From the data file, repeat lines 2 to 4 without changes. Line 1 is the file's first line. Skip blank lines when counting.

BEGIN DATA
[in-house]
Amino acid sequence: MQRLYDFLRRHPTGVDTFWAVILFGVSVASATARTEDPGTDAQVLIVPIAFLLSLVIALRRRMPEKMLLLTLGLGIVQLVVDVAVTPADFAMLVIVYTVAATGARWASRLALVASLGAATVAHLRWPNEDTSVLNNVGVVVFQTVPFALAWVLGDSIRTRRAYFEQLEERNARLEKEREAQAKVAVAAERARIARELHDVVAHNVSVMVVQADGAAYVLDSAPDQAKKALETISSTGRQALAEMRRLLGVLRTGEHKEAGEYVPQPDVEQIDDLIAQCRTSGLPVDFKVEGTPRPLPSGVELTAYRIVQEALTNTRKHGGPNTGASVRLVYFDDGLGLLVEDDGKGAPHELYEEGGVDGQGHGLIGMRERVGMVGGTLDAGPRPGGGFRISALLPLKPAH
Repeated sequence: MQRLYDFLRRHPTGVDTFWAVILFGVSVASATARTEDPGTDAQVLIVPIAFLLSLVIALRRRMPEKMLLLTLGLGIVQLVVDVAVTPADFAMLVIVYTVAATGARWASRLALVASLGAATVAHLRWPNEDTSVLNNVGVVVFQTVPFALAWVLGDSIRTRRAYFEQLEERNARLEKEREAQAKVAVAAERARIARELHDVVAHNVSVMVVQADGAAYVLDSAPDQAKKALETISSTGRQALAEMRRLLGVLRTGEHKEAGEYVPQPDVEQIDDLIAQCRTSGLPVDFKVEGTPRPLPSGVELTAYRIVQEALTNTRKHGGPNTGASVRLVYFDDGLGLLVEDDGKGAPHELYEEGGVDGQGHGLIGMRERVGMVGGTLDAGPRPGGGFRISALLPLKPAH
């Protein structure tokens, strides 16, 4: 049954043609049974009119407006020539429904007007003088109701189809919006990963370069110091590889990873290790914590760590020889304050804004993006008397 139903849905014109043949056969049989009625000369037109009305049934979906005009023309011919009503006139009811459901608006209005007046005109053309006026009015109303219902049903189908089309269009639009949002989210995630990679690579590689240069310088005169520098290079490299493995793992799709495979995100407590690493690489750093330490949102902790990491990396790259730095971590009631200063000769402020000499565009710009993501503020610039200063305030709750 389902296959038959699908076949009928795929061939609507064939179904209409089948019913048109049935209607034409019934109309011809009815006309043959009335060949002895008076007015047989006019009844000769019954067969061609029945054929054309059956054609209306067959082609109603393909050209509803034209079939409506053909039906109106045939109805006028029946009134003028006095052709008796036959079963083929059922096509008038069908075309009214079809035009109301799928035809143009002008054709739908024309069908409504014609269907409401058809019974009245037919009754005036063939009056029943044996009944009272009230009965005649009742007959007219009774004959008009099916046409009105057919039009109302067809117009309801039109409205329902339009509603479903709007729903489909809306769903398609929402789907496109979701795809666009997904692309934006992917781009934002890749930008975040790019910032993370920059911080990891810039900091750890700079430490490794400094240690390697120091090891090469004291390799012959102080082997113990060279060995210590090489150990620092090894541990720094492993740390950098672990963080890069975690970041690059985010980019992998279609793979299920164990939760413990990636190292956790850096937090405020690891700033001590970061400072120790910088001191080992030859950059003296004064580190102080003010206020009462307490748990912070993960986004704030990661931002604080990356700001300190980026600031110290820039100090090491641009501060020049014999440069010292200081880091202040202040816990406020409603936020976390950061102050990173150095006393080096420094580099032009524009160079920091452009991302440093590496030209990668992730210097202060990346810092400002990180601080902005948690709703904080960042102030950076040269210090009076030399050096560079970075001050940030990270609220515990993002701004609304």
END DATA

Amino acid sequence: MQRLYDFLRRHPTGVDTFWAVILFGVSVASATARTEDPGTDAQVLIVPIAFLLSLVIALRRRMPEKMLLLTLGLGIVQLVVDVAVTPADFAMLVIVYTVAATGARWASRLALVASLGAATVAHLRWPNEDTSVLNNVGVVVFQTVPFALAWVLGDSIRTRRAYFEQLEERNARLEKEREAQAKVAVAAERARIARELHDVVAHNVSVMVVQADGAAYVLDSAPDQAKKALETISSTGRQALAEMRRLLGVLRTGEHKEAGEYVPQPDVEQIDDLIAQCRTSGLPVDFKVEGTPRPLPSGVELTAYRIVQEALTNTRKHGGPNTGASVRLVYFDDGLGLLVEDDGKGAPHELYEEGGVDGQGHGLIGMRERVGMVGGTLDAGPRPGGGFRISALLPLKPAH
Repeated sequence: MQRLYDFLRRHPTGVDTFWAVILFGVSVASATARTEDPGTDAQVLIVPIAFLLSLVIALRRRMPEKMLLLTLGLGIVQLVVDVAVTPADFAMLVIVYTVAATGARWASRLALVASLGAATVAHLRWPNEDTSVLNNVGVVVFQTVPFALAWVLGDSIRTRRAYFEQLEERNARLEKEREAQAKVAVAAERARIARELHDVVAHNVSVMVVQADGAAYVLDSAPDQAKKALETISSTGRQALAEMRRLLGVLRTGEHKEAGEYVPQPDVEQIDDLIAQCRTSGLPVDFKVEGTPRPLPSGVELTAYRIVQEALTNTRKHGGPNTGASVRLVYFDDGLGLLVEDDGKGAPHELYEEGGVDGQGHGLIGMRERVGMVGGTLDAGPRPGGGFRISALLPLKPAH
């Protein structure tokens, strides 16, 4: 049954043609049974009119407006020539429904007007003088109701189809919006990963370069110091590889990873290790914590760590020889304050804004993006008397 139903849905014109043949056969049989009625000369037109009305049934979906005009023309011919009503006139009811459901608006209005007046005109053309006026009015109303219902049903189908089309269009639009949002989210995630990679690579590689240069310088005169520098290079490299493995793992799709495979995100407590690493690489750093330490949102902790990491990396790259730095971590009631200063000769402020000499565009710009993501503020610039200063305030709750 389902296959038959699908076949009928795929061939609507064939179904209409089948019913048109049935209607034409019934109309011809009815006309043959009335060949002895008076007015047989006019009844000769019954067969061609029945054929054309059956054609209306067959082609109603393909050209509803034209079939409506053909039906109106045939109805006028029946009134003028006095052709008796036959079963083929059922096509008038069908075309009214079809035009109301799928035809143009002008054709739908024309069908409504014609269907409401058809019974009245037919009754005036063939009056029943044996009944009272009230009965005649009742007959007219009774004959008009099916046409009105057919039009109302067809117009309801039109409205329902339009509603479903709007729903489909809306769903398609929402789907496109979701795809666009997904692309934006992917781009934002890749930008975040790019910032993370920059911080990891810039900091750890700079430490490794400094240690390697120091090891090469004291390799012959102080082997113990060279060995210590090489150990620092090894541990720094492993740390950098672990963080890069975690970041690059985010980019992998279609793979299920164990939760413990990636190292956790850096937090405020690891700033001590970061400072120790910088001191080992030859950059003296004064580190102080003010206020009462307490748990912070993960986004704030990661931002604080990356700001300190980026600031110290820039100090090491641009501060020049014999440069010292200081880091202040202040816990406020409603936020976390950061102050990173150095006393080096420094580099032009524009160079920091452009991302440093590496030209990668992730210097202060990346810092400002990180601080902005948690709703904080960042102030950076040269210090009076030399050096560079970075001050940030990270609220515990993002701004609304």